- NT3-1-US = (power supply for up to three (3) L2015 chargers daisy chained together)
NOTE: The BA2015G2 battery pack can be placed directly into the L2015 charger for charging. When using the BA2015G2 battery pack in a SK or EK device the whole body pack can slot directly into the charger to charge the battery packs allowing charging in the device.
When a handheld microphone is used in conjunction with the LA2 adapter the handheld microphone and LA2 adapter can slot directly into the charger to charge the battery pack without having to remove the battery pack from the handheld microphone.
There are two main settings that will typically affect sound quality:
This is how sensitive the microphone pick up is and this is adjusted on the handheld microphone, bodypack or SKP transmitter itself. Typically for general speaking the sensitivity should be set around -15 to -18 dB. You will need to adjust this depending on the exact application. Closer to 0 dB is more sensitive and further away from 0 dB is less sensitive. If the microphone is too sensitive the input will overload the microphone and the AF level will peak and the audio will be clipped. The sensitivity should be set so the AF PEAK indicator only lights up during the loudest passages.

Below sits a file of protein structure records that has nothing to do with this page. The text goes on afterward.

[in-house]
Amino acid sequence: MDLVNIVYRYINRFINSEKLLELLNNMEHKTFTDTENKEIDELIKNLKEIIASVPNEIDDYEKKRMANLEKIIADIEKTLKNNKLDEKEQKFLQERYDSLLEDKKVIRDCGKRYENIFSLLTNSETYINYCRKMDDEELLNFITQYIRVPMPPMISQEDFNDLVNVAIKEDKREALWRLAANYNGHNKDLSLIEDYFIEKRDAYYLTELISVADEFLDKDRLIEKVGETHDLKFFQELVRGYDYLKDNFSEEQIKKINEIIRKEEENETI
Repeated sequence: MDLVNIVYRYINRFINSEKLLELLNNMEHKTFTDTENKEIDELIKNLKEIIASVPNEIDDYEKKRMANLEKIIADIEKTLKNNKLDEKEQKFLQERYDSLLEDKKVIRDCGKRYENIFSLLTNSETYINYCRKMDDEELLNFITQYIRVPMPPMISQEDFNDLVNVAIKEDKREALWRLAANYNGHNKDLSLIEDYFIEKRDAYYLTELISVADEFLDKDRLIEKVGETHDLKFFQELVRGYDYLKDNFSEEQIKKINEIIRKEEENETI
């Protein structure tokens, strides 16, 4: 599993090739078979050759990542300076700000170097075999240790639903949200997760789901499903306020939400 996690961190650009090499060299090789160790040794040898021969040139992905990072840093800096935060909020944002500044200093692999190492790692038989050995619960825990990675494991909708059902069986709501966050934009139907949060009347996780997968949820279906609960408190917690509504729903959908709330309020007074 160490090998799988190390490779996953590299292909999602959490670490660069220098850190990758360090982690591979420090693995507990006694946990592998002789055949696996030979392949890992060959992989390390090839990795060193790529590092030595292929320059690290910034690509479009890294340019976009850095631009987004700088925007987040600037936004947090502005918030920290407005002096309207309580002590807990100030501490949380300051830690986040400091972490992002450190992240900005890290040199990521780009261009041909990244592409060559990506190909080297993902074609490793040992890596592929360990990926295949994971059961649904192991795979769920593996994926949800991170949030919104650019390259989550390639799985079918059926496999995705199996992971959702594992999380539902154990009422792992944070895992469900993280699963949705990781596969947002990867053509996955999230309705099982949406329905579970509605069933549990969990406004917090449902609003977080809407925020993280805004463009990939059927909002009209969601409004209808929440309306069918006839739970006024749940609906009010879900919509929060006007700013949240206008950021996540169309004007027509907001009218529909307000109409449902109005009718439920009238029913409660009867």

This is how strong the final signal exits the receiver into the sound board/PA system/recorder etc. The "AF OUT" setting is found only in the receiver's menu settings. Typically this will be set around 0 dB or +6 dB if you connecting to a line level input on the sound board/speakers/etc. If you are trying to connect to a device which expects a mic level input, you will typically need to drop this AF output down to -24 dB or -30 dB.
NOTE: If the AF Output is too high it may overload the input (peak) on connected device and may create undesirable noise (distortion, rumbling, etc).
The Evolution Wireless (EW) products are built according to their frequency range when manufactured. It is not possible to re-tune or switch the frequency without switching out the RF boards which is often more expensive than purchasing new equipment.